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State v. Flack

Court of Appeals of Oregon

February 7, 2018

STATE OF OREGON, Plaintiff-Respondent,
v.
GEORGE MELVIN FLACK, Defendant-Appellant.

          Argued and submitted December 19, 2016

         Deschutes County Circuit Court 14FE0717; A. Michael Adler, Judge.

          Andrew D. Robinson, Deputy Public Defender, argued the cause for appellant. With him on the brief was Ernest G. Lannet, Chief Defender, Criminal Appellate Section, Offce of Public Defense Services.

          Jonathan N. Schildt, Assistant Attorney General, argued the cause for respondent. With him on the brief were Ellen F. Rosenblum, Attorney General, and Benjamin Gutman, Solicitor General.

          Before Armstrong, Presiding Judge, and Tookey, Judge, and Shorr, Judge.

         Case Summary:

         Defendant appeals a judgment of conviction for resisting arrest, second-degree assault, and assaulting a public safety officer. Defendant contends that the trial court erred by providing a jury instruction on self-defense that permitted the jury to improperly consider the victim's reasonable belief regarding the necessity of force, instead of focusing on defendant's reasonable belief. The state argues that the Court of Appeals should not review the error because defendant invited the error. Held: The court concluded that defendant did not invite the error. Furthermore, the court concluded that the error was plain and exercised its discretion to correct the error.

         [290 Or. 153] TOOKEY, J.

         Defendant appeals a judgment of conviction for resisting arrest, second-degree assault, and assaulting a public safety officer, raising three assignments of error. We write to address only defendant's first assignment of error, and reject his second and third assignments without discussion.[1] In his first assignment, defendant contends that the trial court erred by providing an instruction on self-defense that permitted the jury to improperly consider the officer's reasonable belief regarding the necessity of force, instead of focusing on defendant's reasonable belief. The state argues that we should not review the error because defendant invited it. For the reasons that follow, we conclude that defendant did not invite the error. Furthermore, we conclude that the error in this case was plain and exercise our discretion to correct it. Accordingly, we reverse and remand defendant's convictions for resisting arrest, second-degree assault, and assaulting a public safety officer, and we otherwise affirm.

         The relevant facts are primarily procedural. Following an affray with Officer Murphy, defendant was charged with second-degree disorderly conduct, ORS 166.025, resisting arrest, ORS 162.315, second-degree assault, ORS 163.175, assaulting a public safety officer, ORS 163.208, and second-degree escape, ORS 162.155. At trial, defendant relied on a theory of self-defense, and the parties requested jury instructions on that point. The state first requested Uniform Criminal Jury Instruction (UCrJI) 1116. UCrJI 1116, "Defense-Physical Force-Involving Peace Officers, " provides, in pertinent part, that "[a peace officer] is justified in using physical force on a person being arrested when and to the extent that [he] reasonably believes it is necessary to [make an arrest] unless [he] knows the arrest is not lawful." Defendant argued that the court should not instruct the jury [290 Or. 154] with UCrJI 1116 because it "is a comment on the evidence" and because "the state is going to be arguing that Officer Murphy is not on trial in this case, and that he had no burden to * * * justify the use of force." The state responded that the instruction is "an accurate statement of the law" and is appropriate to show Murphy was "justified in using physical force" because defendant was claiming self-defense. The court ruled that UCrJI 1116 was an appropriate instruction to give the jury.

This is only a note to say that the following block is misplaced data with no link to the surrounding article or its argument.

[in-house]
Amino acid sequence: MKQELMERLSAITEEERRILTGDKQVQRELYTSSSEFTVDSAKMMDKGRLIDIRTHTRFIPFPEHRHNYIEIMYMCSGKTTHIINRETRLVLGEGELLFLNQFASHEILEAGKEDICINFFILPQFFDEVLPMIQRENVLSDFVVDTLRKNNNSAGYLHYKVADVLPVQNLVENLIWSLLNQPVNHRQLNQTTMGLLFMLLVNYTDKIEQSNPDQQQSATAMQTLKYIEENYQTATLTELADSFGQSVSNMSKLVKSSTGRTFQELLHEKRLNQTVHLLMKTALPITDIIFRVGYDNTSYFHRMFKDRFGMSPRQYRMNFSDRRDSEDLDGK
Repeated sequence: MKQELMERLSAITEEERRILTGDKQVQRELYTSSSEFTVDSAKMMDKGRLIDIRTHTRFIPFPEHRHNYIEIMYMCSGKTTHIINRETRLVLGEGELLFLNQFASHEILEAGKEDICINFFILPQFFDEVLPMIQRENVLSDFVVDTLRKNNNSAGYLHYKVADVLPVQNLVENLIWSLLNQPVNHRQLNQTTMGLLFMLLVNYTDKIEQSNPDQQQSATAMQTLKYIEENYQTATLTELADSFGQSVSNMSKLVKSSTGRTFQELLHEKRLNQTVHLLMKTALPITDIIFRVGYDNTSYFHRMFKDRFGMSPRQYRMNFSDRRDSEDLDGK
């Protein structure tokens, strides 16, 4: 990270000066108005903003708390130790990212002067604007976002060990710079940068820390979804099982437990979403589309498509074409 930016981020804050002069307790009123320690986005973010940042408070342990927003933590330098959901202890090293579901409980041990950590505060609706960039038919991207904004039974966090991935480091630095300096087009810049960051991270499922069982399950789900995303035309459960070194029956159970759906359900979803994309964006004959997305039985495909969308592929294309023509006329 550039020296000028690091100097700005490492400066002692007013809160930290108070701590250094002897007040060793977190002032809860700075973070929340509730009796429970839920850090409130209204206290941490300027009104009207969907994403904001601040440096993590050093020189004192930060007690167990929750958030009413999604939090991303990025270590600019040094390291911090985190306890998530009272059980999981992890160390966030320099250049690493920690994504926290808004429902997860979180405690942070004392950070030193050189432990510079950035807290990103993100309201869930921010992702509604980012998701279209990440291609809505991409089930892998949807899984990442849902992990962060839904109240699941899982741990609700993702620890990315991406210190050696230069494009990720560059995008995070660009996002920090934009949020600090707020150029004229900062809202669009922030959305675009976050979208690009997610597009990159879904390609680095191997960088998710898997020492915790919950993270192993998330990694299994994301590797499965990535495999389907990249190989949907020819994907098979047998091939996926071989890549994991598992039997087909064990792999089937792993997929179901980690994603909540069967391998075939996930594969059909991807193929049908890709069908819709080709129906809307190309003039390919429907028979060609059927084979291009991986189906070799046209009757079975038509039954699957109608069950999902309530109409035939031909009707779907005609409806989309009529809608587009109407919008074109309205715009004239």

Next, the state offered UCrJI 1226, "Resisting Arrest-Illegality of Arrest-No Defense, " which provides: "If [defendant] knew that the person making the arrest was a [peace officer], it is not a defense to the charge of resisting arrest that the [peace officer] lacked legal authority to [make the arrest], provided the officer was acting under color of official authority." Defendant continued to object to any instruction that focused the jury's attention on the lawfulness of Murphy's actions, stating, "Here again, I think * * * what this does is it shifts the burden of proof from the state to the defendant, and I think it does so improperly." The court overruled defendant's objection and decided to give UCrJI 1226 to the jury.

         Finally, the state offered UCrJI 1227A, "Peace Officer Use of Physical Force During an Arrest, " which provided that "[a] peace officer may use physical force on a person he is arresting, but only when and to the extent that the officer reasonably believes physical force is necessary to make an arrest. An arresting officer may use reasonable physical force to overcome opposition to the arrest."[2]Defendant objected, stating that UCrJI 1227A is "covered by [UCrJI] 1116" and is essentially "the exact same instruction." The state and the court agreed that giving both instructions would be "redundant, " and the state withdrew its request to give UCrJI 1227A.

          [290 Or. 155] The court turned to defendant's proposed instructions. Defendant requested UCrJI 1227, "Self-Defense- Resisting Arrest, " which provides:

"If [defendant] reasonably believed that the officer arresting [him was] using more physical force than was necessary to make the arrest, then [defendant] was entitled to use physical force in self-defense. In defending, [defendant] was entitled to use only that degree of physical force that [he] reasonably believed to be necessary to ...

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